• Airport operations – such as airport duty staff, support officer to team supervisor, airport terminal manager, customer support staff, air traffic control
  • Airline operations – such as passenger services staff, ground handling, cabin crew, first officer pilot, flight captain, cabin crew officer, aviation operation passenger services

National and regional data

[N.B. Regional data presented are for the aviation industry and the passenger transport sector as a whole. Data derived from the Labour Force Survey, 2007.]

East Midlands – There are 4,900 people working in the aviation industry in the region. In the passenger transport sector as whole, 14% of the workforce in the region is female. 14% of the workforce is from an ethnic minority background. 6% of the workforce is under 25 years, 62% is 26-49 years and 32% is 50 years or older. Skill gaps include: foreign languages; vehicle maintenance and engineering; Welsh language; job related IT; and safety/accident management.

East of England – There are 13,600 people working in the aviation industry in the region. In the passenger transport sector as whole, 25% of the workforce in the region is female. 9% of the workforce is from an ethnic minority background. 7% of the workforce is under 25 years, 52% is 26-49 years and 41% is 50 years or older. Skill gaps include: foreign languages; job related IT; Welsh language; and vehicle maintenance and engineering.

London – There are 25,300 people working in the aviation industry in the region. In the passenger transport sector as whole, 20% of the workforce in the region is female. 42% of the workforce is from an ethnic minority background. 4% of the workforce is under 25 years, 70% is 26-49 years and 26% is 50 years or older. Skill gaps include: job related IT; foreign languages; safety/accident management; booking operations; and logistics and scheduling of services.

North East – There are 2,100 people working in the aviation industry in the region. In the passenger transport sector as whole, 17% of the workforce in the region is female. 3% of the workforce is from an ethnic minority background. 8% of the workforce is under 25 years, 51% is 26-49 years and 41% is 50 years or older. Skill gaps include: job related IT; foreign languages; vehicle maintenance and engineering; Welsh language; and safety/accident management.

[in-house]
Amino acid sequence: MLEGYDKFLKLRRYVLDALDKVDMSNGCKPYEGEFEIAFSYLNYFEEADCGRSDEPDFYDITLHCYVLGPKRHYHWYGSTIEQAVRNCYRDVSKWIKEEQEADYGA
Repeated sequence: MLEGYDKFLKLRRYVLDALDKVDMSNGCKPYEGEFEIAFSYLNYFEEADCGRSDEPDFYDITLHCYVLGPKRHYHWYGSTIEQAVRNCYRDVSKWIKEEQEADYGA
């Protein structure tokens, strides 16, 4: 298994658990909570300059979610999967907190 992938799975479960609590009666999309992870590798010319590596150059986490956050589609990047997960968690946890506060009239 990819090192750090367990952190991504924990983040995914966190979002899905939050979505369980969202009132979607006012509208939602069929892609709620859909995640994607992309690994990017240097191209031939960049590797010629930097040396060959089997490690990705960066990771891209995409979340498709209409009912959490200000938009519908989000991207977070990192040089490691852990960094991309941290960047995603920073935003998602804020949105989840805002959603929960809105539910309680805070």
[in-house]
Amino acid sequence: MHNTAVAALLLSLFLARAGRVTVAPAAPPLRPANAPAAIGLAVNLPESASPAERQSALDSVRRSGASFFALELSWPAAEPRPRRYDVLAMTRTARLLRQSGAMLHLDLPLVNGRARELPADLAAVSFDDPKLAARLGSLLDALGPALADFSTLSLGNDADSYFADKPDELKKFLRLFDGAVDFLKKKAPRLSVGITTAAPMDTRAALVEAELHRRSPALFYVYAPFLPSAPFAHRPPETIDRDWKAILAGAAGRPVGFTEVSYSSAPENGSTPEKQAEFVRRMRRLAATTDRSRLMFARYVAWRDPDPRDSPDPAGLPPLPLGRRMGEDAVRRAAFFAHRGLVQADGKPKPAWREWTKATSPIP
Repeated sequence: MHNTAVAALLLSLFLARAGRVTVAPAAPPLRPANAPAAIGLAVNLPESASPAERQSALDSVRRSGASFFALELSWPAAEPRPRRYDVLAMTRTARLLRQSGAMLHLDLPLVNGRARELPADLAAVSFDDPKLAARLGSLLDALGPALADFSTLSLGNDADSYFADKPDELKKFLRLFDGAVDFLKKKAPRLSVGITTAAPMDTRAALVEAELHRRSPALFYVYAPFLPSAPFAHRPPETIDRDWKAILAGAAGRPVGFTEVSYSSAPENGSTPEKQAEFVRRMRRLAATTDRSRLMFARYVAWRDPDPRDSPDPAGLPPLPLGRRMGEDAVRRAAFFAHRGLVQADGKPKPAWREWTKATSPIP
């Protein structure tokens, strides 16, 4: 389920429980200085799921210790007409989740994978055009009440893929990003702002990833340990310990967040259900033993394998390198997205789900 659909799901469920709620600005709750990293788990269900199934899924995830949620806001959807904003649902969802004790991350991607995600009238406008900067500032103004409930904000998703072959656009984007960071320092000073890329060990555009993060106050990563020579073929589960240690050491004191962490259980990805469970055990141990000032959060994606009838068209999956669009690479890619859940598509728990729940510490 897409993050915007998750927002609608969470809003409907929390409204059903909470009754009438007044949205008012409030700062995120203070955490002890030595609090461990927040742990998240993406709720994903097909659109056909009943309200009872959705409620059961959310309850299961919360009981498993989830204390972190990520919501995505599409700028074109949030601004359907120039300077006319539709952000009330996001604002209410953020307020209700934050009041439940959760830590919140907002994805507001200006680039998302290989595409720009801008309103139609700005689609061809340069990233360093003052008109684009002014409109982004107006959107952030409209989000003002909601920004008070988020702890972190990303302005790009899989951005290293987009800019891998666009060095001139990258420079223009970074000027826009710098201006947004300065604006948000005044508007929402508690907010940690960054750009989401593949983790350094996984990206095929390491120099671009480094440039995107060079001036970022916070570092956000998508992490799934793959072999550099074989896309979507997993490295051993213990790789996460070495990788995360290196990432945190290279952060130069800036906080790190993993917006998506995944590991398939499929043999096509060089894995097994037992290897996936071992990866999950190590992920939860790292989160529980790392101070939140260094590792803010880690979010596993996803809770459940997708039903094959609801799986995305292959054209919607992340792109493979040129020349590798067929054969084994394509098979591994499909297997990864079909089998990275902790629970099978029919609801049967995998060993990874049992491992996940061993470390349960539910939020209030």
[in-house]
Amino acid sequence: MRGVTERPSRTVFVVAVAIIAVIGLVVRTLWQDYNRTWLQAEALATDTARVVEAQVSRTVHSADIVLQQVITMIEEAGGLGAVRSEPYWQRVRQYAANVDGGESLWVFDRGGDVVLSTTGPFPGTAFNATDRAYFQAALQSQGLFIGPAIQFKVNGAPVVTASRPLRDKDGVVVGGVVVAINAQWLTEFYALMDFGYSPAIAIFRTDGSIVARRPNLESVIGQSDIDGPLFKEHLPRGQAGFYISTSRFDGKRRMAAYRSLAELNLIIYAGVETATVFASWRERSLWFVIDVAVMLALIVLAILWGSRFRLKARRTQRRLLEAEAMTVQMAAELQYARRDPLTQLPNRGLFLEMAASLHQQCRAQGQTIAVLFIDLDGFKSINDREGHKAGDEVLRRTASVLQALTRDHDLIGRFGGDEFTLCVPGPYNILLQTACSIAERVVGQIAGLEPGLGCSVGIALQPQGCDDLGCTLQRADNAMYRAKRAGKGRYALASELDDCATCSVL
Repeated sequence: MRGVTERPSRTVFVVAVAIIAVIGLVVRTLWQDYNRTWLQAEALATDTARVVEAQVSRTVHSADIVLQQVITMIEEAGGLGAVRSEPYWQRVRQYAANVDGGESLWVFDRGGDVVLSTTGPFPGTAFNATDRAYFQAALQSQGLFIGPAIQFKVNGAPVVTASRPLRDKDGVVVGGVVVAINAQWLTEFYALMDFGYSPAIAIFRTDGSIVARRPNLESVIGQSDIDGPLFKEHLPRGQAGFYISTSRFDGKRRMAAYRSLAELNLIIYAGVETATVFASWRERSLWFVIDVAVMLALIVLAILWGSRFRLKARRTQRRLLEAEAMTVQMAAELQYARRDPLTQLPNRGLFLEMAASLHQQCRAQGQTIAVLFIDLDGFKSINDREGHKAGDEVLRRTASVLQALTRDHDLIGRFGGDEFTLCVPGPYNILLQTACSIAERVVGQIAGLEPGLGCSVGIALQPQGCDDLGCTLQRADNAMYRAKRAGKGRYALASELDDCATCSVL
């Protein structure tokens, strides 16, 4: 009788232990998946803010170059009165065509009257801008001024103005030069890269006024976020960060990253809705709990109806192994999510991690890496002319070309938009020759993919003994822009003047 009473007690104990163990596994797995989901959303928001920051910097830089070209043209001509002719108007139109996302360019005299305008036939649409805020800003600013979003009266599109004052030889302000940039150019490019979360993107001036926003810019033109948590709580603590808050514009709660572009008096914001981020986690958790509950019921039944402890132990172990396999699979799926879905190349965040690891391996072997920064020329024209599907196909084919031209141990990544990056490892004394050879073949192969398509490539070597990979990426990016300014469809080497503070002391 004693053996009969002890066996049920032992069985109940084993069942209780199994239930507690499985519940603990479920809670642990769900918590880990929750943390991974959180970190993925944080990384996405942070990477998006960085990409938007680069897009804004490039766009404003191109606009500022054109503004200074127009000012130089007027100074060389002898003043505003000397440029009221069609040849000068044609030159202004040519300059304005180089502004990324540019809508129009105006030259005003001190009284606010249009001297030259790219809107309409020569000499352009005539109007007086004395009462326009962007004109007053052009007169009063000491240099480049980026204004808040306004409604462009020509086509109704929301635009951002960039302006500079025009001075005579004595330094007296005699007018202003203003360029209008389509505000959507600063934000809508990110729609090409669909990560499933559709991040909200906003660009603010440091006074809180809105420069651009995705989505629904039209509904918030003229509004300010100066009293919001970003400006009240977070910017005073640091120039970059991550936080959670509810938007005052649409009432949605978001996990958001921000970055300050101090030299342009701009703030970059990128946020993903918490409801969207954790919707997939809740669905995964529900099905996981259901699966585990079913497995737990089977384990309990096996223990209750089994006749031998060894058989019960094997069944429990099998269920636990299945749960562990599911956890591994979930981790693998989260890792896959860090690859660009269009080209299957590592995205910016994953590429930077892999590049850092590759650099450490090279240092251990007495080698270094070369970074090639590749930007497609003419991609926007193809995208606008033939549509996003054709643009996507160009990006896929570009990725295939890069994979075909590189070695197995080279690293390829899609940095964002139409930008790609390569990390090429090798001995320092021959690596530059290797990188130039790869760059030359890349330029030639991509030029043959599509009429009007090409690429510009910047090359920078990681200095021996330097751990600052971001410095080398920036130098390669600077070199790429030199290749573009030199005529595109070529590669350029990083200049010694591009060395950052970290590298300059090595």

North West – There are 13,600 people working in the aviation industry in the region. In the passenger transport sector as whole, 16% of the workforce in the region is female. 14% of the workforce is from an ethnic minority background. 6% of the workforce is under 25 years, 61% is 26-49 years and 33% is 50 years or older. Skill gaps include: foreign languages; disability awareness; Welsh language; and vehicle maintenance and engineering.

South East – There are 49,100 people working in the aviation industry in the region. In the passenger transport sector as whole, 25% of the workforce in the region is female. 11% of the workforce is from an ethnic minority background. 6% of the workforce is under 25 years, 48% is 26-49 years and 36% is 50 years or older. Skill gaps include: foreign languages; vehicle maintenance and engineering; and job related IT.

South West – There are 6,100 people working in the aviation industry in the region. In the passenger transport sector as whole, 19% of the workforce in the region is female. 4% of the workforce is from an ethnic minority background. 4% of the workforce is under 25 years, 56% is 26-49 years and 40% is 50 years or older. Skill gaps include: foreign languages; job related IT; and vehicle maintenance and engineering.

West Midlands – There are 6,500 people working in the aviation industry in the region. In the passenger transport sector as whole, 19% of the workforce in the region is female. 27% of the workforce is from an ethnic minority background. 7% of the workforce is under 25 years, 65% is 26-49 years and 28% is 50 years or older. Skill gaps include: job related IT; safety/accident management; foreign languages; maths/working with numbers; and disability awareness.

Yorkshire and the Humber – There are 2,200 people working in the aviation industry in the region. In the passenger transport sector as whole, 13% of the workforce in the region is female. 18% of the workforce is from an ethnic minority background. 8% of the workforce is under 25 years, 62% is 26-49 years and 30% is 50 years or older. Skill gaps include: foreign languages; vehicle maintenance and engineering; job related IT; and Welsh language.

Northern Ireland – There are 2,200 people working in the aviation industry in the region. In the passenger transport sector as whole, 21% of the workforce in the region is female. Data are unavailable on the ethnicity of the workforce. 9% of the workforce is under 25 years, 74% is 26-49 years and 17% is 50 years or older. Skill gaps include: foreign languages; safety/accident management; job related IT; and disability awareness.

Scotland – There are 10,400 people working in the aviation industry in the region. In the passenger transport sector as whole, 16% of the workforce in the region is female. 2% of the workforce is from an ethnic minority background. 8% of the workforce is under 25 years, 56% is 26-49 years and 36% is 50 years or older. Skill gaps include: foreign languages; vehicle maintenance and engineering; and disability awareness.

Wales – There are 1,800 people working in the aviation industry in the region. In the passenger transport sector as whole, 18% of the workforce in the region is female. 4% of the workforce is from an ethnic minority background. 8% of the workforce is under 25 years, 54% is 26-49 years and 38% is 50 years or older. Skill gaps include: Welsh language; foreign languages; disability awareness; safety/accident management; job related IT; and vehicle maintenance and engineering.